You wouldn’t know she was missing a hind leg. Gracie, a Golden Labrador, swam perfectly. With the guidance of Jean Marie Cooper, a licensed veterinary technician and hydrotherapist, her three legs propelled her slowly through the water, as she panted heavily through her nose.
Water 4 Dogs, an animal rehabilitation center in New York’s Tribeca neighborhood, provides therapy for dogs recovering from surgery, or suffering from paralysis, arthritis, obesity or joint disease. Outfitted with red and orange doggy lifejackets, a custom-made heated swimming pool and two underwater treadmills, Water 4 Dogs is a therapeutic sanctuary.
Gracie comes twice a week for swims of at least 30 minutes, resting occasionally on the shelf built into the side of the pool. As she sits panting and enjoying her break, Cooper massages her by firmly pushing her fingers against the matted, wet fur of her shoulders, spine and neck.
“With her, she has no back leg, so she shifts a lot of her weight to the front,” Cooper explained. “Her shoulders are really stiff, so I give her a really good massage.”
On the underwater treadmill, a dog walks while partially submerged in water. Once submerged, animals can reduce their body weight by as much as 60 percent. The exercise relieves pressure on their joints, builds muscles and prepares them for a quicker transition to land-based therapy.
The Controversy over Homeopathy
“It’s like an ‘Oh my God’all the time,” said veterinarian Dr. Jill Elliot, of the wonders of homeopathy.
The Society of Homeopaths defines homeopathy as a form of alternative medicine, in which patients are treated with a highly diluted substance, or remedy, designed to trigger the body’s immune system. Developed almost 200 years ago, homeopathy has been known to treat both physical disease and behavioral problems, such as fear of thunderstorms or extreme shyness.
The principle is based on the Latin phrase “similia similibus curentur,” or “let likes be cured by likes.”
“Remedies act on the entire being – the physical and the mental. You’re trying to catch the essence of the animal or person and when you get that, you try to match it up with the remedy that has that essence,” Dr. Elliot said. “Three different cats can come to me with liver disease, but because of their personality, they’ll get three different remedies.”
“[Vets] don’t understand the holistic nature of what they do,” Klein said.
Holistic vets have often been criticized and ridiculed by strictly traditional veterinarians and non-believers. But as alternative medicine grows more popular, ever more evidence points to its success.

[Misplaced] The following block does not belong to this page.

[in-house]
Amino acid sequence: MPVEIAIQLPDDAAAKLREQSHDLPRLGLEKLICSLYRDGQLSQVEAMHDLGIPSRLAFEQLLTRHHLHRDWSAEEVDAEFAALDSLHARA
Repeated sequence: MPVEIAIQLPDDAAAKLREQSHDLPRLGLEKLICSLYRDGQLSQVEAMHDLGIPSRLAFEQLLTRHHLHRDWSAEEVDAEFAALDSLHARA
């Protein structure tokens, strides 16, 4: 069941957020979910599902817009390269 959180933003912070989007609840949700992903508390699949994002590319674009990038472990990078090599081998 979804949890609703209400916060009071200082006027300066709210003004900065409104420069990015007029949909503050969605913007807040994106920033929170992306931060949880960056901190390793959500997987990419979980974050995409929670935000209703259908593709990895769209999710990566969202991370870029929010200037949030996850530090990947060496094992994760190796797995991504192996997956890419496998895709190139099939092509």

“Years ago, when I was one of the first acupuncturists in Connecticut, I was told ‘Anyone who thinks they can treat influx bowel disease with acupuncture is a quack,’” Dr. Fallek recalled. “And now, of course, because it’s been written up in journals, now they know it can.”
“I would find some people a little skeptical, derogatory, snippy, disbelieving – thought it was magic,” Dr. Elliott said.
It is not only the nature of their practice that attracts hostility, but the threat and promise that holistic medicine holds. Traditional veterinarians and pharmaceutical companies feel threatened by the cheap prices of homeopathy, acupuncture and nutritional supplements.
Dr. Fallek described having a patient with a ruptured cruciate ligament, a common knee injury in dogs that may require surgery that can cost thousands of dollars: “I put her on a homeopathy remedy, and 10 days later she was healed. I’ve had an 80 percent success rate in treating ruptured ligaments with homeopathy. We try to avoid surgery. So why would a vet want me around, really, if I can treat everything with homeopathy!”
However, Dr. Elliot, a veterinarian who practices both conventional and homeopathic medicine at the Heart of Chelsea Animal Hospital, has had a different experience: “There are four [other] doctors that work here. Each and every one of them respects what I do.”
Dr. Elliot tries to balance between the two seemingly clashing approaches. She describes the traditional education she received in veterinary school as the conventional toolkit, and her homeopathic education as giving her some additional tools: “And I prefer to use the other tools first if it seems appropriate. It depends on the client. I offer them everything.”
However, she doesn’t preach her practice: “I don’t ever try to convince people of anything. I say, give me your worst patient: the one you can’t do anything with. Let me see what I can do. And usually I succeed in some way.”
Cora Wu is a journalism student at New York University.